Everyone knows that the indigent defense system in this country is broken. The courts have mandated that every jurisdiction has to pay for indigent criminal defendants to get a lawyer. It is required. The vast majority of criminal defendants are indigent (or have no legitimate source of income, and so can pass for indigent). So the taxpayer winds up paying for the lawyer for most criminal defendants. This results public defender agencies that are understaffed, underpaid and overworked. Or assigned counsel plans, where private attorneys are assigned to indigent defendants, and get paid a pittance.
Sadly, a lot of indigent defenders are either inexperienced or not very good at it. Both kinds of indigent practice do attract fantastic lawyers who aren’t in it for the money, but they’re in the minority. Indigent practice also attracts lawyers just starting out, who are willing to forgo a bigger paycheck for more experience. And both kinds of practice attract lawyers for whom this is really their only way to make a living — for whatever reason, they don’t compete in the market for paying clients.
Also, indigent defenders tend to be insanely overworked. Those who rely on assigned-counsel work for their pay often must take on an overload of cases just to make ends meet. And those working full-time for a public defender’s outfit have an overload of cases whether they want one or not. This has a predictable effect on the quality of their work, their ability to deal with (or recognize) non-routine cases, their resources to investigate and prepare, and pretty much everything else.
Furthermore, neither approach gives the defendants themselves any say in who gets assigned to represent them. If they don’t get along, or there’s someone else who could have done a better job, then too bad.
There’s no economic pressure for indigent lawyers to do better. If they do better or worse, they still get paid the same. They’re still getting that next indigent client, whether they want one or not.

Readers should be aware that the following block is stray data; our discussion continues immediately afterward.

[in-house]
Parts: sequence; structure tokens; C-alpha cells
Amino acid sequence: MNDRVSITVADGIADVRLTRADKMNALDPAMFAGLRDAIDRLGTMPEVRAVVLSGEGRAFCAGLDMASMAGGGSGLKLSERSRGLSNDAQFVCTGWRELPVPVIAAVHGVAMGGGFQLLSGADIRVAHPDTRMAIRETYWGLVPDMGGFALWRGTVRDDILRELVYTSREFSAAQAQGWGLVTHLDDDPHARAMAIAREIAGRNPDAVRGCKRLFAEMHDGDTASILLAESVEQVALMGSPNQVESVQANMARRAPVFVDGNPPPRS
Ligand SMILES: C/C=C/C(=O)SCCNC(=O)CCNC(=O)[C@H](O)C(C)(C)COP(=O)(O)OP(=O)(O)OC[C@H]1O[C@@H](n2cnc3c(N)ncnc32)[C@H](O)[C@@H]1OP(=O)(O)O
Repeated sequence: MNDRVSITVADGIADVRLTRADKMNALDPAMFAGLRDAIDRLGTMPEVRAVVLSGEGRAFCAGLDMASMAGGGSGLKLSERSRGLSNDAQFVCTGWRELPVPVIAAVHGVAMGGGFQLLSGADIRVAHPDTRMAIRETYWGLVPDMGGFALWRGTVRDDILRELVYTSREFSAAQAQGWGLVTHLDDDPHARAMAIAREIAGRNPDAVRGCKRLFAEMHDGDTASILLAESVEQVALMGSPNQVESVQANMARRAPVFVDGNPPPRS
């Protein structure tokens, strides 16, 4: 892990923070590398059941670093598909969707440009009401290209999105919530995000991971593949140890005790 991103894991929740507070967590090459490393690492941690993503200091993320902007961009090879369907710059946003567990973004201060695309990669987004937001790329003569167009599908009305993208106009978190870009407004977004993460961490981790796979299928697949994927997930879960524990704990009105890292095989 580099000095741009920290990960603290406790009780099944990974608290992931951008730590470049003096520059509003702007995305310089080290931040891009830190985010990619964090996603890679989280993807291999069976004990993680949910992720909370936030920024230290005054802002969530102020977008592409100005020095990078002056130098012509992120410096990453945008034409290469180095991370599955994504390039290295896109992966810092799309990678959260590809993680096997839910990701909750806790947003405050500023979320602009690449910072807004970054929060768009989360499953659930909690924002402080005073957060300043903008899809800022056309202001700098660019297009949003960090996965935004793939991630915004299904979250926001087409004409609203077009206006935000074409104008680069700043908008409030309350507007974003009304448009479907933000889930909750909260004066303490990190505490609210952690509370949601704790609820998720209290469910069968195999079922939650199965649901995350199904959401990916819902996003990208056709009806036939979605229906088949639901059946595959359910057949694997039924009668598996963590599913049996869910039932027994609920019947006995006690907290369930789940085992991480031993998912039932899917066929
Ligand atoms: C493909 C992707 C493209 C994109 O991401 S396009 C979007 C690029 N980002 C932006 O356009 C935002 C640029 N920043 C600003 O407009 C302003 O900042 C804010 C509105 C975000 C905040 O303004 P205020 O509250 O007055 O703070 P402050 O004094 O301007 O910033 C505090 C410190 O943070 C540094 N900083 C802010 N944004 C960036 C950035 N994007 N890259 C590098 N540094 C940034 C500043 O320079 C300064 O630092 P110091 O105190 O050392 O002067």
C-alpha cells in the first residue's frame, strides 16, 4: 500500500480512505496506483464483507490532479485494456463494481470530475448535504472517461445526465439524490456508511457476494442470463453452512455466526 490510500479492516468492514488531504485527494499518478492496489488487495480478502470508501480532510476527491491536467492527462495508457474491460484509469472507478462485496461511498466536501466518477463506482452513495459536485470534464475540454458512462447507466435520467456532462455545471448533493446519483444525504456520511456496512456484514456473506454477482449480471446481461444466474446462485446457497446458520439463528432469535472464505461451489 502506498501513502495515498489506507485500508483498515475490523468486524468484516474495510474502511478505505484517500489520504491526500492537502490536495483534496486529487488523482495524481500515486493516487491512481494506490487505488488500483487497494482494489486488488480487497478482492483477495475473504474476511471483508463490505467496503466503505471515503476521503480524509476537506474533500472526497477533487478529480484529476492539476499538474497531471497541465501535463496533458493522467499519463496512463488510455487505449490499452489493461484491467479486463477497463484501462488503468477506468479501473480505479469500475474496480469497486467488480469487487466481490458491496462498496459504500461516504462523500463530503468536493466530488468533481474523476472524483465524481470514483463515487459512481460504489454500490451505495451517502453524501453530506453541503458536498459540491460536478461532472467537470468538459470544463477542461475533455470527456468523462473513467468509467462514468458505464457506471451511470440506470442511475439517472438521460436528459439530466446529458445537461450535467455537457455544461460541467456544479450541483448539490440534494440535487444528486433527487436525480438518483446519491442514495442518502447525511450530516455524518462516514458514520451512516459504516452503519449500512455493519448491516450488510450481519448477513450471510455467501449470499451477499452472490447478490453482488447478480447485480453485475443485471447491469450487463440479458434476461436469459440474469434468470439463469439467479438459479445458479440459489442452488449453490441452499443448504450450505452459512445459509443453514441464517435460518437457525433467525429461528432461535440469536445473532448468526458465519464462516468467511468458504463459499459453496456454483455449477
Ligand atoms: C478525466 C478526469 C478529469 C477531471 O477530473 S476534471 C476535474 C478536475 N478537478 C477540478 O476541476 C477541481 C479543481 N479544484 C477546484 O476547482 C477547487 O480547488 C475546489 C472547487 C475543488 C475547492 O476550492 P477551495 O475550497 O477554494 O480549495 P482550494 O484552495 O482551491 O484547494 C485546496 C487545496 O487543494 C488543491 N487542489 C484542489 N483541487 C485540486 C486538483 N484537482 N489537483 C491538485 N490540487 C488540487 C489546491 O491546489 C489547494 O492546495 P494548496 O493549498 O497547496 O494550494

Finally, even with the abysmal pay, the cost to municipalities and states is still enormous. There’s a lot of this kind of work to be done, and those nickels and dimes add up fast.
What to do about it?
Well, over at the Cato Institute (we’re big fans of Cato), professors Stephen J. Schulhofer and David Friedman have published a paper called “Reforming Indigent Defense: How Free Market Principles Can Help to Fix a Broken System.” Go ahead and read it; we’ll wait.
For the TL;DR crowd, Profs. Schulhofer & Friedman propose that all present forms of indigent defense be abolished. Get rid of public defenders and assigned counsel and all permutations thereof. In their place, simply give defendants vouchers that they can use to pay the defense attorney of their choice.
Brilliant, no? Defendants can choose whomever they wish to defend them. Market forces will drive out the crappy lawyers currently impeding justice for the impoverished. There will be no more of the crushing caseloads that practically guarantee malpractice. Fewer innocents will be wrongly convicted, because they’ll have more experienced and talented representation, and there will be more resources and time available for rooting it out. It’s a winner for everyone!
Well… about that… (more…)